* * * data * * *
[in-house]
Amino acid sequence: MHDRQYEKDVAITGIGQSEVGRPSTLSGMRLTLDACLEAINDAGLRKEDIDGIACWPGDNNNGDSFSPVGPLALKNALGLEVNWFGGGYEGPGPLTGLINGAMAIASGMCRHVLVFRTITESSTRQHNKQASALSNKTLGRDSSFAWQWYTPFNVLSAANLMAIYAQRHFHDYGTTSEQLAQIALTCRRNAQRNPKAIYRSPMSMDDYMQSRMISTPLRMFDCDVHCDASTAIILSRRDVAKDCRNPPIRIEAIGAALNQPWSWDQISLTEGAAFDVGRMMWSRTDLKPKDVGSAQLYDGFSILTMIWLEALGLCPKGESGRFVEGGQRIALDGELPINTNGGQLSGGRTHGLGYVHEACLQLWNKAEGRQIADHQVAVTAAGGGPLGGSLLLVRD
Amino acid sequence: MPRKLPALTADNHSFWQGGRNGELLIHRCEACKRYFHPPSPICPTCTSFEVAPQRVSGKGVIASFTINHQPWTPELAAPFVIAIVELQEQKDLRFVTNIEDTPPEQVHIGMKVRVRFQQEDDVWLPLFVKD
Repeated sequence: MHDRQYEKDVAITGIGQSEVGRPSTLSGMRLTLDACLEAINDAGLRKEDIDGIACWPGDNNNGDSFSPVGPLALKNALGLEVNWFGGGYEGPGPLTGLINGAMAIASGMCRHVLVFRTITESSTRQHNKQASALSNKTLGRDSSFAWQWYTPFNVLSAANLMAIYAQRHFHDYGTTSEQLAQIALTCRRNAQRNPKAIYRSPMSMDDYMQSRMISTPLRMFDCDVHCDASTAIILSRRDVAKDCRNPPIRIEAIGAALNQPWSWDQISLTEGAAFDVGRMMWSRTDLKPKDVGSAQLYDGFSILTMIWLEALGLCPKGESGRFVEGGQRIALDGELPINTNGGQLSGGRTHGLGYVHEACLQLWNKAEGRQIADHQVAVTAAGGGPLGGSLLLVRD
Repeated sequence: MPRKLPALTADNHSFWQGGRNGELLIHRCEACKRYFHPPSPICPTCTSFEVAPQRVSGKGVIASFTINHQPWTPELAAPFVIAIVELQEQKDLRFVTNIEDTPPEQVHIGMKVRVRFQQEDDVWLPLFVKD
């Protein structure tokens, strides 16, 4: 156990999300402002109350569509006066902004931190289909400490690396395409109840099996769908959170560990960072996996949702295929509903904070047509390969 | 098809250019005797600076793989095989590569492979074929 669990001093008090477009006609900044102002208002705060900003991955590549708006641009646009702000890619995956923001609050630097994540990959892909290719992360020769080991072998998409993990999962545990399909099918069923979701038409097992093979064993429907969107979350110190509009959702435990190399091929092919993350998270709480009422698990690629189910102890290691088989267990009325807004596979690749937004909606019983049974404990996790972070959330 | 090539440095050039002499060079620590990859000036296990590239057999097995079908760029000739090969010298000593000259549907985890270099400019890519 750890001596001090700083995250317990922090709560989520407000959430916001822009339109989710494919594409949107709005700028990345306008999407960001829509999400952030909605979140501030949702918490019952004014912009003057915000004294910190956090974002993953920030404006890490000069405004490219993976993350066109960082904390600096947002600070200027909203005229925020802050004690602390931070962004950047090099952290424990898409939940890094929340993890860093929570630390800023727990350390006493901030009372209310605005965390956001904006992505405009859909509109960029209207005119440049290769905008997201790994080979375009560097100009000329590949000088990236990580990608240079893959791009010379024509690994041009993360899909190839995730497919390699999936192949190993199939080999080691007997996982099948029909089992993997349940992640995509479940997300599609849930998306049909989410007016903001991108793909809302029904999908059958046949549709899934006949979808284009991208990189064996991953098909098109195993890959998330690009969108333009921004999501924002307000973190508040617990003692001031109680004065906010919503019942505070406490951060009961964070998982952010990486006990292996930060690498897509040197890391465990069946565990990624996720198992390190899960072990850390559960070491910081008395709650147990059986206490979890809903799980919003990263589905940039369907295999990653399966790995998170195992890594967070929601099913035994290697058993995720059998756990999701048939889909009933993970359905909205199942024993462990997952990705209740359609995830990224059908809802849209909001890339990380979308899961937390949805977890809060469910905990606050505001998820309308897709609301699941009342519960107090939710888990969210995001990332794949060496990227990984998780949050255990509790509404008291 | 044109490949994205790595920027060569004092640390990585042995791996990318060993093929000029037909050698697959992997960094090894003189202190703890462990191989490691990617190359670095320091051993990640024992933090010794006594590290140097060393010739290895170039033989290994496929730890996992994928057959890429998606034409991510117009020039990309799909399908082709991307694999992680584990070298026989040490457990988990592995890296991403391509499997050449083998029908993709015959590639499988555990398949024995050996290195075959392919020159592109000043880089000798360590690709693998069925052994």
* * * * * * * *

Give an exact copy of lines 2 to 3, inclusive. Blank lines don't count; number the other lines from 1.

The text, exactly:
Amino acid sequence: MHDRQYEKDVAITGIGQSEVGRPSTLSGMRLTLDACLEAINDAGLRKEDIDGIACWPGDNNNGDSFSPVGPLALKNALGLEVNWFGGGYEGPGPLTGLINGAMAIASGMCRHVLVFRTITESSTRQHNKQASALSNKTLGRDSSFAWQWYTPFNVLSAANLMAIYAQRHFHDYGTTSEQLAQIALTCRRNAQRNPKAIYRSPMSMDDYMQSRMISTPLRMFDCDVHCDASTAIILSRRDVAKDCRNPPIRIEAIGAALNQPWSWDQISLTEGAAFDVGRMMWSRTDLKPKDVGSAQLYDGFSILTMIWLEALGLCPKGESGRFVEGGQRIALDGELPINTNGGQLSGGRTHGLGYVHEACLQLWNKAEGRQIADHQVAVTAAGGGPLGGSLLLVRD
Amino acid sequence: MPRKLPALTADNHSFWQGGRNGELLIHRCEACKRYFHPPSPICPTCTSFEVAPQRVSGKGVIASFTINHQPWTPELAAPFVIAIVELQEQKDLRFVTNIEDTPPEQVHIGMKVRVRFQQEDDVWLPLFVKD